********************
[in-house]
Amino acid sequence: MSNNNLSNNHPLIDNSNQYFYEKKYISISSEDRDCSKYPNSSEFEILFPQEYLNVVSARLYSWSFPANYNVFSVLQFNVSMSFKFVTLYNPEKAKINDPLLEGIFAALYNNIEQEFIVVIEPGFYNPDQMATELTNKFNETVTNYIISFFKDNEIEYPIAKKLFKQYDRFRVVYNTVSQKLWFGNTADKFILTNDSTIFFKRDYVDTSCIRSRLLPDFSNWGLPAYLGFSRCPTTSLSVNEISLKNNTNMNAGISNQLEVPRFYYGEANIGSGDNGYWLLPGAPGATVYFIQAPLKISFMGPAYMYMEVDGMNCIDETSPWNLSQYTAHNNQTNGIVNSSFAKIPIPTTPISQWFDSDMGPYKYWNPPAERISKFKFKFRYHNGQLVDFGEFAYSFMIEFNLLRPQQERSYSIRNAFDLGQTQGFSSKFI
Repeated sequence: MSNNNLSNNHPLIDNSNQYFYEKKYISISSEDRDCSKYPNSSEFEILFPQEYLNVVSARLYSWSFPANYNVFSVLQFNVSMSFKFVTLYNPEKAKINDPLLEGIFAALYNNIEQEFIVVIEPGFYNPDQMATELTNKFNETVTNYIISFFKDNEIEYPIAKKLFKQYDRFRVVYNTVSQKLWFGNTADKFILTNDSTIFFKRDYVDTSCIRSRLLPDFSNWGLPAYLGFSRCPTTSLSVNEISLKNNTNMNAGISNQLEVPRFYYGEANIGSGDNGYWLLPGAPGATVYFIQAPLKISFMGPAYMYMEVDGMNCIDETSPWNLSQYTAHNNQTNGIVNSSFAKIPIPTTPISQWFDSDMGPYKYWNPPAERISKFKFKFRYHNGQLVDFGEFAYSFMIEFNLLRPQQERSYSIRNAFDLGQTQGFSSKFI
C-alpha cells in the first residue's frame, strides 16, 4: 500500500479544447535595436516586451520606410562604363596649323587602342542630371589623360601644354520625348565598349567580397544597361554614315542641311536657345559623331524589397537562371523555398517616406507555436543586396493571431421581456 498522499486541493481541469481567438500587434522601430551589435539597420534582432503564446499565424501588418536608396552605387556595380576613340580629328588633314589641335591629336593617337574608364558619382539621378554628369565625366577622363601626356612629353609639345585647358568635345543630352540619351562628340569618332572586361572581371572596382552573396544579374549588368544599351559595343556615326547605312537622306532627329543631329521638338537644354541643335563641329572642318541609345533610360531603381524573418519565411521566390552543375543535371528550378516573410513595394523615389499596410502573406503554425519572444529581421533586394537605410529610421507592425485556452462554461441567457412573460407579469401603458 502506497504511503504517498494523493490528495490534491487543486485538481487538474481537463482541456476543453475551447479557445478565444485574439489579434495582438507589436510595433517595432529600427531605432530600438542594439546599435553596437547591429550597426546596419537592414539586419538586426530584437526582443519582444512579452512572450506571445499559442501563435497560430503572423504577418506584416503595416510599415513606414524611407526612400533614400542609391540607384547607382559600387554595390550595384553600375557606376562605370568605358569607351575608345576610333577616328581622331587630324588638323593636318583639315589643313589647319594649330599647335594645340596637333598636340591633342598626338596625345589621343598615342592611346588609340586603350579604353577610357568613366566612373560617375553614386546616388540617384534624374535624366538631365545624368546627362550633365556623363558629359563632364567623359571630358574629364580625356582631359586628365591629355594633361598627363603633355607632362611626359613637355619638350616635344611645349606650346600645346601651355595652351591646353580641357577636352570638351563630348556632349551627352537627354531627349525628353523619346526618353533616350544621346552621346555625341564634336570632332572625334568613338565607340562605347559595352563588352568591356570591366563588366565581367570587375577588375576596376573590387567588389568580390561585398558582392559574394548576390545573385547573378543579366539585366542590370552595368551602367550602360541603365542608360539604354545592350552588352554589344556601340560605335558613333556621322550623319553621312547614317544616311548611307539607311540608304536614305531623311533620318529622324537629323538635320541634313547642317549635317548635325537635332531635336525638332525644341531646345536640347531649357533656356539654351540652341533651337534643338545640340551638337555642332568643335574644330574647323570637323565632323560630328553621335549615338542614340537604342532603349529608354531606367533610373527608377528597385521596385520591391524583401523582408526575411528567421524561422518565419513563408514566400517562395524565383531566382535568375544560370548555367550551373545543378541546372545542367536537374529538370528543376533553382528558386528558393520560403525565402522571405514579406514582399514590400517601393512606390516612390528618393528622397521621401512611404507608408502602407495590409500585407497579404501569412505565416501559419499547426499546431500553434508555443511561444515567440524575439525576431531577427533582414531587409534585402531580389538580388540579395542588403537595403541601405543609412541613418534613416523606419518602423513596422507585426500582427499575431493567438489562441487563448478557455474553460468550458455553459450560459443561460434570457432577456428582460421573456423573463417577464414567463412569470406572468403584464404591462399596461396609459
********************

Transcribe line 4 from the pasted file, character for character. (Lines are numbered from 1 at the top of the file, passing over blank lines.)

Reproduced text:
C-alpha cells in the first residue's frame, strides 16, 4: 500500500479544447535595436516586451520606410562604363596649323587602342542630371589623360601644354520625348565598349567580397544597361554614315542641311536657345559623331524589397537562371523555398517616406507555436543586396493571431421581456 498522499486541493481541469481567438500587434522601430551589435539597420534582432503564446499565424501588418536608396552605387556595380576613340580629328588633314589641335591629336593617337574608364558619382539621378554628369565625366577622363601626356612629353609639345585647358568635345543630352540619351562628340569618332572586361572581371572596382552573396544579374549588368544599351559595343556615326547605312537622306532627329543631329521638338537644354541643335563641329572642318541609345533610360531603381524573418519565411521566390552543375543535371528550378516573410513595394523615389499596410502573406503554425519572444529581421533586394537605410529610421507592425485556452462554461441567457412573460407579469401603458 502506497504511503504517498494523493490528495490534491487543486485538481487538474481537463482541456476543453475551447479557445478565444485574439489579434495582438507589436510595433517595432529600427531605432530600438542594439546599435553596437547591429550597426546596419537592414539586419538586426530584437526582443519582444512579452512572450506571445499559442501563435497560430503572423504577418506584416503595416510599415513606414524611407526612400533614400542609391540607384547607382559600387554595390550595384553600375557606376562605370568605358569607351575608345576610333577616328581622331587630324588638323593636318583639315589643313589647319594649330599647335594645340596637333598636340591633342598626338596625345589621343598615342592611346588609340586603350579604353577610357568613366566612373560617375553614386546616388540617384534624374535624366538631365545624368546627362550633365556623363558629359563632364567623359571630358574629364580625356582631359586628365591629355594633361598627363603633355607632362611626359613637355619638350616635344611645349606650346600645346601651355595652351591646353580641357577636352570638351563630348556632349551627352537627354531627349525628353523619346526618353533616350544621346552621346555625341564634336570632332572625334568613338565607340562605347559595352563588352568591356570591366563588366565581367570587375577588375576596376573590387567588389568580390561585398558582392559574394548576390545573385547573378543579366539585366542590370552595368551602367550602360541603365542608360539604354545592350552588352554589344556601340560605335558613333556621322550623319553621312547614317544616311548611307539607311540608304536614305531623311533620318529622324537629323538635320541634313547642317549635317548635325537635332531635336525638332525644341531646345536640347531649357533656356539654351540652341533651337534643338545640340551638337555642332568643335574644330574647323570637323565632323560630328553621335549615338542614340537604342532603349529608354531606367533610373527608377528597385521596385520591391524583401523582408526575411528567421524561422518565419513563408514566400517562395524565383531566382535568375544560370548555367550551373545543378541546372545542367536537374529538370528543376533553382528558386528558393520560403525565402522571405514579406514582399514590400517601393512606390516612390528618393528622397521621401512611404507608408502602407495590409500585407497579404501569412505565416501559419499547426499546431500553434508555443511561444515567440524575439525576431531577427533582414531587409534585402531580389538580388540579395542588403537595403541601405543609412541613418534613416523606419518602423513596422507585426500582427499575431493567438489562441487563448478557455474553460468550458455553459450560459443561460434570457432577456428582460421573456423573463417577464414567463412569470406572468403584464404591462399596461396609459